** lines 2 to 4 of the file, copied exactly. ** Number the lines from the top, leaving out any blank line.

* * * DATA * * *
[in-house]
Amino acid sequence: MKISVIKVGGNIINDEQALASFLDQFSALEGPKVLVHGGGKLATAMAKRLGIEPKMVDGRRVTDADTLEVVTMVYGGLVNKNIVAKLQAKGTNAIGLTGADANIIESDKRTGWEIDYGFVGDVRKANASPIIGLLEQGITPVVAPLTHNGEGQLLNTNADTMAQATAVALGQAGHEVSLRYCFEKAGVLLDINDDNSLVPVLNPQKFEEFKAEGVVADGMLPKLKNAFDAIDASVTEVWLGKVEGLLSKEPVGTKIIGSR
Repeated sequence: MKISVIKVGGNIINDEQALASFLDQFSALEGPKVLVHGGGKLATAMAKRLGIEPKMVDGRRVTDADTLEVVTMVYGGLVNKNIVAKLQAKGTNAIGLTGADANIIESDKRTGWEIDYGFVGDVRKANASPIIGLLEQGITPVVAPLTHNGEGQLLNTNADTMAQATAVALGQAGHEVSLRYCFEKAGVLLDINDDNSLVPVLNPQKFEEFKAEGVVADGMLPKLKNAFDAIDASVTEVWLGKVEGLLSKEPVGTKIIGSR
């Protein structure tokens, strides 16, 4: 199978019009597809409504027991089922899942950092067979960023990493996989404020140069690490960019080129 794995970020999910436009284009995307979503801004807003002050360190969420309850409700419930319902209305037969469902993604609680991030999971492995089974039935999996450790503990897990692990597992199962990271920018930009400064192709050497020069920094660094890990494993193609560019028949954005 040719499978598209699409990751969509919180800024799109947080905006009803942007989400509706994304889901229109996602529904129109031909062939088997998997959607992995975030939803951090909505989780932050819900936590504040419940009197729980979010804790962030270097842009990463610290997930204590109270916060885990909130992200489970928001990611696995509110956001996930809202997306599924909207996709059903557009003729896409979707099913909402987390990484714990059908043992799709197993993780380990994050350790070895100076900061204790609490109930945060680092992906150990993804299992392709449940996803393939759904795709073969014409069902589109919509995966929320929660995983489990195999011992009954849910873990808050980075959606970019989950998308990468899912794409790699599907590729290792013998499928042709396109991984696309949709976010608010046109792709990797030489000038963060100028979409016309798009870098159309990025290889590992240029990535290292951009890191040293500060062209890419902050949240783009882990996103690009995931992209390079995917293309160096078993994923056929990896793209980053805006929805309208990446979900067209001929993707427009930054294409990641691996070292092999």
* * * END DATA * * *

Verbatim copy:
Amino acid sequence: MKISVIKVGGNIINDEQALASFLDQFSALEGPKVLVHGGGKLATAMAKRLGIEPKMVDGRRVTDADTLEVVTMVYGGLVNKNIVAKLQAKGTNAIGLTGADANIIESDKRTGWEIDYGFVGDVRKANASPIIGLLEQGITPVVAPLTHNGEGQLLNTNADTMAQATAVALGQAGHEVSLRYCFEKAGVLLDINDDNSLVPVLNPQKFEEFKAEGVVADGMLPKLKNAFDAIDASVTEVWLGKVEGLLSKEPVGTKIIGSR
Repeated sequence: MKISVIKVGGNIINDEQALASFLDQFSALEGPKVLVHGGGKLATAMAKRLGIEPKMVDGRRVTDADTLEVVTMVYGGLVNKNIVAKLQAKGTNAIGLTGADANIIESDKRTGWEIDYGFVGDVRKANASPIIGLLEQGITPVVAPLTHNGEGQLLNTNADTMAQATAVALGQAGHEVSLRYCFEKAGVLLDINDDNSLVPVLNPQKFEEFKAEGVVADGMLPKLKNAFDAIDASVTEVWLGKVEGLLSKEPVGTKIIGSR
């Protein structure tokens, strides 16, 4: 199978019009597809409504027991089922899942950092067979960023990493996989404020140069690490960019080129 794995970020999910436009284009995307979503801004807003002050360190969420309850409700419930319902209305037969469902993604609680991030999971492995089974039935999996450790503990897990692990597992199962990271920018930009400064192709050497020069920094660094890990494993193609560019028949954005 040719499978598209699409990751969509919180800024799109947080905006009803942007989400509706994304889901229109996602529904129109031909062939088997998997959607992995975030939803951090909505989780932050819900936590504040419940009197729980979010804790962030270097842009990463610290997930204590109270916060885990909130992200489970928001990611696995509110956001996930809202997306599924909207996709059903557009003729896409979707099913909402987390990484714990059908043992799709197993993780380990994050350790070895100076900061204790609490109930945060680092992906150990993804299992392709449940996803393939759904795709073969014409069902589109919509995966929320929660995983489990195999011992009954849910873990808050980075959606970019989950998308990468899912794409790699599907590729290792013998499928042709396109991984696309949709976010608010046109792709990797030489000038963060100028979409016309798009870098159309990025290889590992240029990535290292951009890191040293500060062209890419902050949240783009882990996103690009995931992209390079995917293309160096078993994923056929990896793209980053805006929805309208990446979900067209001929993707427009930054294409990641691996070292092999």